|Hasselblad X1D||o||81/100||..||..||4/5||Jun 2016||8,995|
|Olympus XZ-1||..||74/100||4.5/5||4.5/5||4.5/5||Jan 2011||499|
|Canon 6D Mark II||+||80/100||4.5/5||4/5||4/5||Jun 2017||1,999|
|Canon 5DS||+||83/100||4.5/5||5/5||4.5/5||Feb 2015||3,699|
|Canon 5DS R||+||83/100||5/5||5/5||4.5/5||Feb 2015||3,699|
|Fujifilm GFX 50S||..||85/100||5/5||5/5||4.5/5||Sep 2016||6,499|
|Hasselblad X1D II||..||..||4/5||..||4/5||Jun 2019||5,750|
|Leica SL||..||84/100||4.5/5||4/5||4/5||Oct 2015||7,450|
|Nikon D7500||+ +||86/100||5/5||4.5/5||4.5/5||Apr 2017||1,299|
|Nikon D850||+ +||89/100||4.5/5||5/5||5/5||Jul 2017||3,299|
|Nikon D7200||+ +||84/100||4.5/5||4/5||4.5/5||Mar 2015||1,199|
|Olympus XZ-2||+||..||4.5/5||4/5||4.5/5||Sep 2012||599|
|Olympus E-PL3||+ +||72/100||4.5/5||..||4/5||Jun 2011||599|
|Olympus E-PM1||86/100||71/100||4.5/5||..||4.5/5||Jun 2011||499|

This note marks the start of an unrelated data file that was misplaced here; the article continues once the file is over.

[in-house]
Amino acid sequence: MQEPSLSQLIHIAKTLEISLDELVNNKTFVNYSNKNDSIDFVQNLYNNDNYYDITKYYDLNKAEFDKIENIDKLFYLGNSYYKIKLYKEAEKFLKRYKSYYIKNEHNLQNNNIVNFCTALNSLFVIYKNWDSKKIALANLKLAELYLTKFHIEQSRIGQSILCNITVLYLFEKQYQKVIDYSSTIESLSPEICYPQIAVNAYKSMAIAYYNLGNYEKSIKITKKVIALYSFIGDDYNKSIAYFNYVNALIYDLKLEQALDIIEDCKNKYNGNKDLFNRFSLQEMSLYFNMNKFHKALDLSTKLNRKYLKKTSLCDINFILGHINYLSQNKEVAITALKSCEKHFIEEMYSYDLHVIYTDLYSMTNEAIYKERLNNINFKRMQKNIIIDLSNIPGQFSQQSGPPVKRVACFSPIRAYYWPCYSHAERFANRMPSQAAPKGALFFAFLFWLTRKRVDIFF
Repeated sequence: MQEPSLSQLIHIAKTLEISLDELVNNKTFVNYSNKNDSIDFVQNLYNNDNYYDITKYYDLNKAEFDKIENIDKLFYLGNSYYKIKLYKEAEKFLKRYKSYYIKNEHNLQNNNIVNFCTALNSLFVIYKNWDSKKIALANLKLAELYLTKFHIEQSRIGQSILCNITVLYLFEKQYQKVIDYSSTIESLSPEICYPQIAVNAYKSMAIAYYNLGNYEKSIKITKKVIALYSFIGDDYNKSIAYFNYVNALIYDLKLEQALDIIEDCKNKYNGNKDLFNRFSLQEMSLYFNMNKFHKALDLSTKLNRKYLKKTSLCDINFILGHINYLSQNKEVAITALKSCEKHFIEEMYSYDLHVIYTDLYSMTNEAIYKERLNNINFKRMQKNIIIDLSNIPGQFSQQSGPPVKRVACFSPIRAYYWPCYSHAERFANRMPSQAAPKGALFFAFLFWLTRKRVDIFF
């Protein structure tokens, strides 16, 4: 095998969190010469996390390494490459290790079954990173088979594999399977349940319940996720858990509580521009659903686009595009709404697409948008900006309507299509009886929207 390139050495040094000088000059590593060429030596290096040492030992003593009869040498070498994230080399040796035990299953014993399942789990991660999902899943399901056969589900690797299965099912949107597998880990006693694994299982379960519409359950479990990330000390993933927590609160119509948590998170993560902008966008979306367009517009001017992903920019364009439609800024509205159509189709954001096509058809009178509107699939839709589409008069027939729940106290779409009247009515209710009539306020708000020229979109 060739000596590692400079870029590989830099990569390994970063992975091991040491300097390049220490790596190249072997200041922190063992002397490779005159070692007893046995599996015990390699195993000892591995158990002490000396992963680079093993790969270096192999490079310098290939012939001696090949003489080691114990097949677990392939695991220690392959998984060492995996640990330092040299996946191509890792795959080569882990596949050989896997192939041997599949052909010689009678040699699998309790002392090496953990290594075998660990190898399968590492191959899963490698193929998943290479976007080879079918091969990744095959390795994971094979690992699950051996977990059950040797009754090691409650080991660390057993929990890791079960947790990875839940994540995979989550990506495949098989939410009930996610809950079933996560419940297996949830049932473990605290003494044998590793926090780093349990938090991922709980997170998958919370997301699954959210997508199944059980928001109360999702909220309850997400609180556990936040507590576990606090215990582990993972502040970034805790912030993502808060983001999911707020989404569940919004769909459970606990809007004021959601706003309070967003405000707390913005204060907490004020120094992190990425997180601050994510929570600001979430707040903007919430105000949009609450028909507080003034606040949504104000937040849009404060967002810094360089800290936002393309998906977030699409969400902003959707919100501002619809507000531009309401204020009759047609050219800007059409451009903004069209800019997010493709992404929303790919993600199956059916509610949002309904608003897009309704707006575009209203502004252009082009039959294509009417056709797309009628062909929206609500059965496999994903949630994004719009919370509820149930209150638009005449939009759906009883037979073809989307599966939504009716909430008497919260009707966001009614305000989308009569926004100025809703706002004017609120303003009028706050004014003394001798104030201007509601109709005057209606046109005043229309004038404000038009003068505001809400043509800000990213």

|Olympus E-PL1||86/100||69/100||4/5||4.5/5||4.5/5||Feb 2010||599|
|Panasonic LX5||+||73/100||4.5/5||5/5||4.5/5||Jul 2010||499|
|Pentax 645Z||..||..||4.5/5||5/5||5/5||Apr 2014||8,499|
|Notes: (+ +) highly recommended; (+) recommended; (o) reviewed; (..) not available.|
Care should be taken when interpreting the review scores above, though. The assessments were made in relation to similar cameras of the same technological generation. A score, therefore, has to be seen in close connection to the price and market introduction time of the camera, and rating-comparisons among cameras that span long time periods or concern very differently equipped models make little sense. Also, kindly note that some of the listed sites have over time developped their review approaches and their reporting style.
Other camera comparisons